A casual glance on social media reveals that Rhyl doesn’t get a very good press. In fact it invariably gets a massive thumbs-down. So why do I choose to spend a couple of weeks every year in the area on vacation? Well, as the title of this week’s blog indicates and a viewing of the video will reveal, it’s all about rolling back the years. In the days of the old industrial fortnight, that’s where our family holidays were spent in the 1960’s and early 70’s.
Rhyl harbour is where I caught my first ever sea fish, a tiny flounder. And what was the first one banked on this holiday trip. Yes, as you can see in the accompanying video, it was a case of snap. Not many anglers fish the harbour as there are definitely bigger fish to be found elsewhere. If I lived in the area it would be different, but as a vacation-angler I’m happy to fish for memories. The older you get, the more nostalgia plays a big part in your life.
The second fish of the week was equally tiny, a shore rockling. I like big fish, of course, but there’s something special about small ones. Perfection in miniature, for sure. The next couple out were bigger though, a cod followed by a whiting. The conditions were wet and windy but the fish were in and feeding. Rhyl harbour is never going to set the fishing world alight. But for me personally, the opportunity to cast a line in the place where it all began, has a greater pull than catching bigger fish elsewhere.
With an extensive lugworm bed on the beach by our caravan park, a couple of years or so back I invested in a pump. I must confess though I am nowhere near the experts when it comes to collecting bait. Whilst they are very much pump-worm, pump-worm I am more pump-pump-pump-pump-pump-worm. And that’s being generous. It’s usually a case of getting there in the end. Still, it’s good exercise and always a thrill when a big, fat juicy lugworm appears on the sand.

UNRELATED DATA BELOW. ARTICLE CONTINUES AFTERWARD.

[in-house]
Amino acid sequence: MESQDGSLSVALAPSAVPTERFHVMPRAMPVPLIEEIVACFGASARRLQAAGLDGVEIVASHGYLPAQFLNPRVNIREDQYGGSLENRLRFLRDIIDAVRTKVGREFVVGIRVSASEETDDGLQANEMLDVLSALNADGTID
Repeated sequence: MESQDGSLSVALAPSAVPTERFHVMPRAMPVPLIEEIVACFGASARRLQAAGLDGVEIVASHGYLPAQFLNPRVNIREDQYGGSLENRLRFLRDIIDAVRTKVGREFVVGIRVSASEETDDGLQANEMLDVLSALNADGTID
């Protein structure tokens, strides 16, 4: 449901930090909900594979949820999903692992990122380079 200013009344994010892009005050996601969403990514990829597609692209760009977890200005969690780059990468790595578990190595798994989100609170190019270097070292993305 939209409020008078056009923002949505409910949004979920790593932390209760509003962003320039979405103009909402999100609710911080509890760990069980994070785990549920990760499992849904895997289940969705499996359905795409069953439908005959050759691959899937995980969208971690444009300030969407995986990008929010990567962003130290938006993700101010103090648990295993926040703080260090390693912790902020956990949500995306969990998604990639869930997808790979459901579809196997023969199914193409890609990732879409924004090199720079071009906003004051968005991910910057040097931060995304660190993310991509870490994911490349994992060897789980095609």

As always, my vacation gave me the opportunity to take in some different wildlife to what I’m used to back home. The highlight was a common seal basking on the exposed sand at low water. I actually spotted it as my wife and I drove over the bridge, so we went to the caravan, got the camcorder and returned to capture it on film. As far as the birdlife was concerned, the usual suspects put in an appearance on the local beach: sanderling, redshank, little egret, common gull, oystercatcher, ringed plover and turnstone.
I also took in a couple of Welsh Premier League games during my stay in North Wales. I’ve been on air with The New Saints radio show this season and the games featured TNS. The first game v Airbus UK was a draw, while the second, on the road at Bangor City, was an emphatic 5-0 victory. The Saints are well on track to retain their league title. I have been enjoying doing the programme, and it’s been great to get such positive feedback. Fishing and football, it’s not a bad life is it? (Published November 15 2014)